Travis and Justin 2By Stacy Bell, Craft Talent Leader for TIC – The Industrial Company A career in industrial construction can start out at either entry level or midlevel depending on if you dive into it right out of high school or technical school. Regardless of where you start, a few key tools will get you pointed in the right direction. The most critical tools are not those that you buy, but those that you possess. For instance, if you want to be successful in any job, you should:
  • Take initiative
  • Follow directions
  • Be punctual
  • Learn new tasks
  • Be respectful
  • WORK SAFE!
Exhibiting these skills is the first tool you need in industrial construction. From there, you can work on purchasing tangible tools once you pick the discipline you want to work in. On average, it costs about $600 to take your career to the next level and become a craft professional. This investment includes:
  • Durable, safety toe work boots – about $130
  • Lockable tool box – about $250 for your first one
  • Set of crescent wrenches – about $75 for your first set
  • 25-foot tape measure – about $30
  • Set of 2- and 4-pound hammers – about $75
  • 4-foot level – about $30
All of the craft professionals I speak to say the same thing: their journey-level mentors recommended they make this investment when they entered the industry. However, they also say that they wished they would have known about these tools earlier on so they could focus on learning all they could when they started working. The last tool you need to be successful in industrial construction is financial preparation. It is important to plan and save for living expenses since this industry involves a lot of travel. When entering the industry you may choose to stay at hotels, rent an apartment or purchase a travel trailer to live in. Being able to offset your first week’s expenses prepares you to be productive on your first day regardless of your job level. A career in industrial construction can lead to six-figure salaries as early as your fifth year. By having the right tools to start out with, you can be on that path. No other industry offers this kind of earning potential and the ability to travel to new places. Most importantly, you can say “I built that.” CICM_180x150_2015 Celebrate Careers in Construction this October! Visit byf.org/events for details!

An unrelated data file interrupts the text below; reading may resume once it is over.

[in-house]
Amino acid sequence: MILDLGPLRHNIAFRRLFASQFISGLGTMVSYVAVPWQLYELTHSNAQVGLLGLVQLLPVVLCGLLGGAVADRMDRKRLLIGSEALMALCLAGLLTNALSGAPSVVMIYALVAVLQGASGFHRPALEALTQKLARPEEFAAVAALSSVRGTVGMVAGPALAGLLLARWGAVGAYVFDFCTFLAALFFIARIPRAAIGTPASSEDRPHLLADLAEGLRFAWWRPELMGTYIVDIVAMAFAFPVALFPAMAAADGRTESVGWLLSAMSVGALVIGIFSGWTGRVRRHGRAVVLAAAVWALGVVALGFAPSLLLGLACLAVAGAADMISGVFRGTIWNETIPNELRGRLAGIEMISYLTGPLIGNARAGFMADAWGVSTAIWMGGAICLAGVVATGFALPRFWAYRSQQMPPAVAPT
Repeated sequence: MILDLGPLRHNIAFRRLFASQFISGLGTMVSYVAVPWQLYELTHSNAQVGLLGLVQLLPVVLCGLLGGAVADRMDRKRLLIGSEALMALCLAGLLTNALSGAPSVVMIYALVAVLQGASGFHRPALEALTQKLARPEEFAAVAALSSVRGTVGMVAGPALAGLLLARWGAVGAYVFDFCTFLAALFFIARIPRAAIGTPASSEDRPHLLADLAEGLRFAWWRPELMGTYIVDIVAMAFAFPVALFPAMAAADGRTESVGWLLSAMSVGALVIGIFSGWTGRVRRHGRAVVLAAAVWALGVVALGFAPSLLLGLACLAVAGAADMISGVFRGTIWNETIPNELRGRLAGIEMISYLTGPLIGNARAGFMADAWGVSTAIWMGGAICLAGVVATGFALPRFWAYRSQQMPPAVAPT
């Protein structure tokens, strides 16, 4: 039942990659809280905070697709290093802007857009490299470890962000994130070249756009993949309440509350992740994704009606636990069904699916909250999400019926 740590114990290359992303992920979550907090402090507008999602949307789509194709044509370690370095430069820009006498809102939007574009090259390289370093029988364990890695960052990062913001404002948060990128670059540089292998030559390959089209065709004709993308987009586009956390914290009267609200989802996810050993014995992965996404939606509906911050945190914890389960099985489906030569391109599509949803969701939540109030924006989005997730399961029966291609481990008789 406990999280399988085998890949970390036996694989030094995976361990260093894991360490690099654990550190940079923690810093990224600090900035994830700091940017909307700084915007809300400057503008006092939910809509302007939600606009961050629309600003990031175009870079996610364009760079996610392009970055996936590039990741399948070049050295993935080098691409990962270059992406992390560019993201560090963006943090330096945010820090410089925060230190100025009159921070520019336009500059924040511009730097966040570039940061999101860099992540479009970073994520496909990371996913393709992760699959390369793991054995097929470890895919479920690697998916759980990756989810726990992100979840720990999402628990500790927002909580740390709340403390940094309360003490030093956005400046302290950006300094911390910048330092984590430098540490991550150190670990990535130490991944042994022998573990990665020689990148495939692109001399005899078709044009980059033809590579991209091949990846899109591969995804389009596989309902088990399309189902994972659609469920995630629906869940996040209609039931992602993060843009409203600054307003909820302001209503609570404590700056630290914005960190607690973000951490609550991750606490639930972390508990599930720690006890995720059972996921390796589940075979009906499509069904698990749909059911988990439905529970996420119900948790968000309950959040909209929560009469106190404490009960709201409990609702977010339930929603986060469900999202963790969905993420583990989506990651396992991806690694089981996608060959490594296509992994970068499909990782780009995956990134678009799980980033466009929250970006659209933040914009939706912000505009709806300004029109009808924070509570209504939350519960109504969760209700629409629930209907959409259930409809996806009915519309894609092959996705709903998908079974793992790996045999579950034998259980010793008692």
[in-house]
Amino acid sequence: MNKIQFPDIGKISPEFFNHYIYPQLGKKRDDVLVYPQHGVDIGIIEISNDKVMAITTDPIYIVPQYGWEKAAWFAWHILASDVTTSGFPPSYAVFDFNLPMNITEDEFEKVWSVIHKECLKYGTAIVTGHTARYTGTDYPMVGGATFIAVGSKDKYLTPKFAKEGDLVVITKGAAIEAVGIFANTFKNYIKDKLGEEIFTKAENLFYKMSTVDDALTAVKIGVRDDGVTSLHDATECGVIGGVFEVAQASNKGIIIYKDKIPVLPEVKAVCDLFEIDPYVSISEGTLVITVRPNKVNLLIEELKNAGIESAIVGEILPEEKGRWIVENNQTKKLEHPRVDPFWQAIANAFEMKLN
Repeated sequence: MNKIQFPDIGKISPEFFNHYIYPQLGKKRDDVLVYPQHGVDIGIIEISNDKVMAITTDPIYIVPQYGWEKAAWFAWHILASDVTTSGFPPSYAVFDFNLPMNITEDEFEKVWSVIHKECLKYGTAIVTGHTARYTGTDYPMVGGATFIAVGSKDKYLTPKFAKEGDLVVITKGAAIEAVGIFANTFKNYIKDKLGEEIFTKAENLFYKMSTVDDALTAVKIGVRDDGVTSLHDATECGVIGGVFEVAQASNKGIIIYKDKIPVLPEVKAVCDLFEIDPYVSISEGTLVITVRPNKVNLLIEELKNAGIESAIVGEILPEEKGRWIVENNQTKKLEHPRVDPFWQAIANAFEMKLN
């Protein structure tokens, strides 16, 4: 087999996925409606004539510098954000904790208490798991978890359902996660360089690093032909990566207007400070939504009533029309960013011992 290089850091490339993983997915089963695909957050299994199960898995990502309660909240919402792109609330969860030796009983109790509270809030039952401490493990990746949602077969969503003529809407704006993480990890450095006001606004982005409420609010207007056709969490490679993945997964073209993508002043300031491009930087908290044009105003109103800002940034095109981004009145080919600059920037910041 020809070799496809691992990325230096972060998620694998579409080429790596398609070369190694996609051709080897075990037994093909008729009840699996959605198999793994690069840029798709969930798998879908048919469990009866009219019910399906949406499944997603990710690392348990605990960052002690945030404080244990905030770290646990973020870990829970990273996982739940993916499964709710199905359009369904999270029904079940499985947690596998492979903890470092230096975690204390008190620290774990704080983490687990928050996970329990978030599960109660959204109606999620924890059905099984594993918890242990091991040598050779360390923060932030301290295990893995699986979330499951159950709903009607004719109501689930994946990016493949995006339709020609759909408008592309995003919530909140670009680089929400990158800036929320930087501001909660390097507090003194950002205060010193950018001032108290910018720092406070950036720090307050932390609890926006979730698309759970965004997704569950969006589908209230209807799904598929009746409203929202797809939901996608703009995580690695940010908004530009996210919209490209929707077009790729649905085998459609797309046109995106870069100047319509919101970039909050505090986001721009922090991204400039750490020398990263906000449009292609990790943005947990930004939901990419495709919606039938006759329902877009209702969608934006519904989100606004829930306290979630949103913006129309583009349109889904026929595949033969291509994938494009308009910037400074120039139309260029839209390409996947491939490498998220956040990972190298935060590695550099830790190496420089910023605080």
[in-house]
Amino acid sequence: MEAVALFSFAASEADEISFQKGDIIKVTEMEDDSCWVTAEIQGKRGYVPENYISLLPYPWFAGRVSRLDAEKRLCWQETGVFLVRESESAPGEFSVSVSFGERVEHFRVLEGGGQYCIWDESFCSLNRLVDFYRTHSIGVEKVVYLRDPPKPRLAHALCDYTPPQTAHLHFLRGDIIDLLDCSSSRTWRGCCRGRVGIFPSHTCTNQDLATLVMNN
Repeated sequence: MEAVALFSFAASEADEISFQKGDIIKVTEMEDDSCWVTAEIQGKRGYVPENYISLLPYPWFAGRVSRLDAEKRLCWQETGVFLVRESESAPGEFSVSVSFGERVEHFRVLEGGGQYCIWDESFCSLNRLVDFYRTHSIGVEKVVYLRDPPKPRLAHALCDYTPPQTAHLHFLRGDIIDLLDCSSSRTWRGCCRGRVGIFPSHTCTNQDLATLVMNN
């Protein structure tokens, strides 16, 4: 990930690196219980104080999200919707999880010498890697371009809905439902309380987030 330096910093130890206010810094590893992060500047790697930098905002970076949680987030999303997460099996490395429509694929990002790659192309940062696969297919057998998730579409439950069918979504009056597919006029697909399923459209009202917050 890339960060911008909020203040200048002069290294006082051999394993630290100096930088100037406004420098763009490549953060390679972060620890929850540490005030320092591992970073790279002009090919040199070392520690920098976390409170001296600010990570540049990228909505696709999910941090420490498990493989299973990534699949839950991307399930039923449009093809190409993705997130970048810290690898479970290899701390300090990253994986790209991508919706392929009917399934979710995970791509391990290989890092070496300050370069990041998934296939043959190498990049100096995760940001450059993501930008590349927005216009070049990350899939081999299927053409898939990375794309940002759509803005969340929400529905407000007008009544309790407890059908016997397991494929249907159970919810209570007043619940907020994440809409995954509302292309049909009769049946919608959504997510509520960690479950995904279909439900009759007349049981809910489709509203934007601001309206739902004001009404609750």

Leave a comment

About NCCER

NCCER develops standardized construction and maintenance curricula and assessments with portable credentials. These credentials are tracked through NCCER’s National Registry which allows organizations and companies to track the qualifications of their craft professionals and/or check the qualifications of possible new hires. The National Registry also assists craft professionals by maintaining their records in a secure database.